Snow, snow, snow…

Under all that snow is a silver lining: last night I made it through snow to our small local writing group where we worked with a poem by Phil James The Eskimos’ Hundred Words for Snow.  It includes some wonderful words and definitions, such as priyakli – snow that looks like it’s falling upwards, and dinliltla – little balls of snow that cling to Husky fur.  There may be some genuine Inuit words here, but the whole poem is a take-off.  So we have tlalam – snow sold to American tourists, and Mac Tla – snow burgers.

This afternoon, while fresh snow swirled outside, I looked up the details.  In his 1911 Handbook of American Indian Languages, the anthropologist Franz Boas published on his research undertaken in the 1880s.  Later the story of the 100 words for snow was deemed to be just a myth.

But the Inuit language has at least 50 words for snow and sea ice, and the Yupik about 40.  We have matsaaruti – wet snow that can be used to ice a sleigh’s runners, and pukak – crystalline powder snow that looks like salt.  That would be the snow then just outside my living room window…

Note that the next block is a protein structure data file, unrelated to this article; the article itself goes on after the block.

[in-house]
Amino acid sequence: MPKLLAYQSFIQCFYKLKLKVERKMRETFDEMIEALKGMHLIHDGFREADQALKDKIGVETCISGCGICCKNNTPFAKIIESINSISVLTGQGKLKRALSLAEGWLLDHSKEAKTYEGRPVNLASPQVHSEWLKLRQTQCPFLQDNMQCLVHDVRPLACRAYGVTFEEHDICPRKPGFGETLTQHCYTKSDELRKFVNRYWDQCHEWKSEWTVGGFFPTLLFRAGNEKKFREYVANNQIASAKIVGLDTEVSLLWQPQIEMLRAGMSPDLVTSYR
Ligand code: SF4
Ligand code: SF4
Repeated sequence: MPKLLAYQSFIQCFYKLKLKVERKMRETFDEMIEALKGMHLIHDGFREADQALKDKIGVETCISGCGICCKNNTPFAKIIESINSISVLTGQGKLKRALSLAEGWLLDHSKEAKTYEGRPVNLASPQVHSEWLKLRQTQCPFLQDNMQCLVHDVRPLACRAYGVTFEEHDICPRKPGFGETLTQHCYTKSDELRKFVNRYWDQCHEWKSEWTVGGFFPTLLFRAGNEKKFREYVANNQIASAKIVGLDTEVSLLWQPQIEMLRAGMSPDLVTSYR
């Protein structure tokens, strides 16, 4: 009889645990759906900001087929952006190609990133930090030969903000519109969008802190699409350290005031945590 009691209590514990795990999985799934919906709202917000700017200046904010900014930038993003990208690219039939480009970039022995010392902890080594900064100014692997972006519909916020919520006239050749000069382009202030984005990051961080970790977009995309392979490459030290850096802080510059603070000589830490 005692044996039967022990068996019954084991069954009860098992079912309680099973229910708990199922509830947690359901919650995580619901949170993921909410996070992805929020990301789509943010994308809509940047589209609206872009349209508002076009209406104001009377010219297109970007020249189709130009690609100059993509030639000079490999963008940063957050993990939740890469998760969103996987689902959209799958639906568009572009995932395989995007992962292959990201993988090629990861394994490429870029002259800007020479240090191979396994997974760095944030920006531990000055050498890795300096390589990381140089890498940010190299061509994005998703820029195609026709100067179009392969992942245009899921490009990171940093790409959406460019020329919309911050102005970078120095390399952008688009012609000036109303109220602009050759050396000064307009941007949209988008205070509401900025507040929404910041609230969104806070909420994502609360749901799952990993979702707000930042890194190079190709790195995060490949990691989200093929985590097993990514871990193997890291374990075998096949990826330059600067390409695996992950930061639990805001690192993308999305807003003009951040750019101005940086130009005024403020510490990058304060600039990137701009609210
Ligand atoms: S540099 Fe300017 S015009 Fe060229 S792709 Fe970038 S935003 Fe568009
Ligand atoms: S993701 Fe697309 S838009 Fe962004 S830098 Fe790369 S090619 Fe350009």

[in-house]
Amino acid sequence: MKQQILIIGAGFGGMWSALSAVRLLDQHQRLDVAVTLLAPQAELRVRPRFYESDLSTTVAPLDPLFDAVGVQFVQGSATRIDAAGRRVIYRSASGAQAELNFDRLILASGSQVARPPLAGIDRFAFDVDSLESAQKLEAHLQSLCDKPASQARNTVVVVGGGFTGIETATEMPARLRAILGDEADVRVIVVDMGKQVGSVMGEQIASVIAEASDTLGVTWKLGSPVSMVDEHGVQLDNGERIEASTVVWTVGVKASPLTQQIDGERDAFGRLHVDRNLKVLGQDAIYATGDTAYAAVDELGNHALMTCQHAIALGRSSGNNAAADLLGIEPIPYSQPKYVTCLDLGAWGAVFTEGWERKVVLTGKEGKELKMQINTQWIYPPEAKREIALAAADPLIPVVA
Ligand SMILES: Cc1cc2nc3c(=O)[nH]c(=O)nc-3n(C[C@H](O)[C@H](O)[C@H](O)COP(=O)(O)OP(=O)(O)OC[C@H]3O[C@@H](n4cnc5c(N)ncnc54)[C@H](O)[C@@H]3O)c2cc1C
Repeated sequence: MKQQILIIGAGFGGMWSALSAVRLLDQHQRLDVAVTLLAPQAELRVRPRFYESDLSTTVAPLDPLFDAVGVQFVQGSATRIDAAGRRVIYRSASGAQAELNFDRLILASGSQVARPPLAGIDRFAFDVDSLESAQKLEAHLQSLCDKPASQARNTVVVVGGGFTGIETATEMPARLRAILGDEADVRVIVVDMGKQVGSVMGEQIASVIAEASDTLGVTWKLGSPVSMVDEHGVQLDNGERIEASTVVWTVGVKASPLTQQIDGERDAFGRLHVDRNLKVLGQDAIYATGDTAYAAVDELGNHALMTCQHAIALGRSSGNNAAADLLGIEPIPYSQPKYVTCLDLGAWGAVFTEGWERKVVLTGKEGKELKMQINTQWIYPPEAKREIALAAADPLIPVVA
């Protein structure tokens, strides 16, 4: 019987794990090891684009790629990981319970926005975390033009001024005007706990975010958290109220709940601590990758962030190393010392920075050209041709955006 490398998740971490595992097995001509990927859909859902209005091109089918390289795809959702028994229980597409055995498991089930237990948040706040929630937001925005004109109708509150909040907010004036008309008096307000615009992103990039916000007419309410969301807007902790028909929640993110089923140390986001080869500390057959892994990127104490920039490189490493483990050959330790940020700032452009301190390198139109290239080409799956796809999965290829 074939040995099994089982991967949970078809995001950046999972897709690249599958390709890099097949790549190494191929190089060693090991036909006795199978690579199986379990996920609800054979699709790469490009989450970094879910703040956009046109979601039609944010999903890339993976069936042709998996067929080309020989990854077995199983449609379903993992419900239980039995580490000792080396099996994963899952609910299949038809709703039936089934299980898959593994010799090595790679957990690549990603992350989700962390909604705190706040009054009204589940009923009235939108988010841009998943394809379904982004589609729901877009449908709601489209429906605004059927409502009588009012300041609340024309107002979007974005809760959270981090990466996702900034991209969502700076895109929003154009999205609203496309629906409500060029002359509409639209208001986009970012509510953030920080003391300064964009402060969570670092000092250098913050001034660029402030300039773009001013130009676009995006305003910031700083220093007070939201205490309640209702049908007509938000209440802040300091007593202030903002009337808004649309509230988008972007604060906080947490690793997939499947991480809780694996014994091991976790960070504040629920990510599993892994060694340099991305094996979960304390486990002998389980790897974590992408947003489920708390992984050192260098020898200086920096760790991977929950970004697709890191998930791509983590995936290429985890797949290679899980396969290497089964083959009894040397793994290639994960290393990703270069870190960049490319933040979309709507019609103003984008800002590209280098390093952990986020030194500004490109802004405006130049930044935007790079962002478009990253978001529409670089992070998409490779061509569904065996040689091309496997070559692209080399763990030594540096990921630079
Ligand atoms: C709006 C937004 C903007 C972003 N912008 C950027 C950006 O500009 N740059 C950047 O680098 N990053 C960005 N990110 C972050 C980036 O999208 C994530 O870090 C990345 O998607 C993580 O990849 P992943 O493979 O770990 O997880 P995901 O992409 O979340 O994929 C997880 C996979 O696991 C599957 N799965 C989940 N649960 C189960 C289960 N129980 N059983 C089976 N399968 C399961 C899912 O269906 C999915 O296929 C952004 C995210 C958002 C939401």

My funny Valentine…

This is not a poem

the editor wrote, this is a list.
and I thought, he must be right,
he is an editor. But then I
thought there are list poems…

from afar, in love with his car,
or his wife, depressed about life,
attached to his money,
or his mother,
or some other pre-occupation,
watches trains from a station,
alcoholic, workaholic,
football high on his list,
never been kissed,
recently converted to church,
leaves you there in a lurch,
Elvis look-alike,
any man called Mike.

But I just had some great news: my poem Quantum has been Commended in the 2017 Barnet Open Poetry Competition and will be published in their anthology.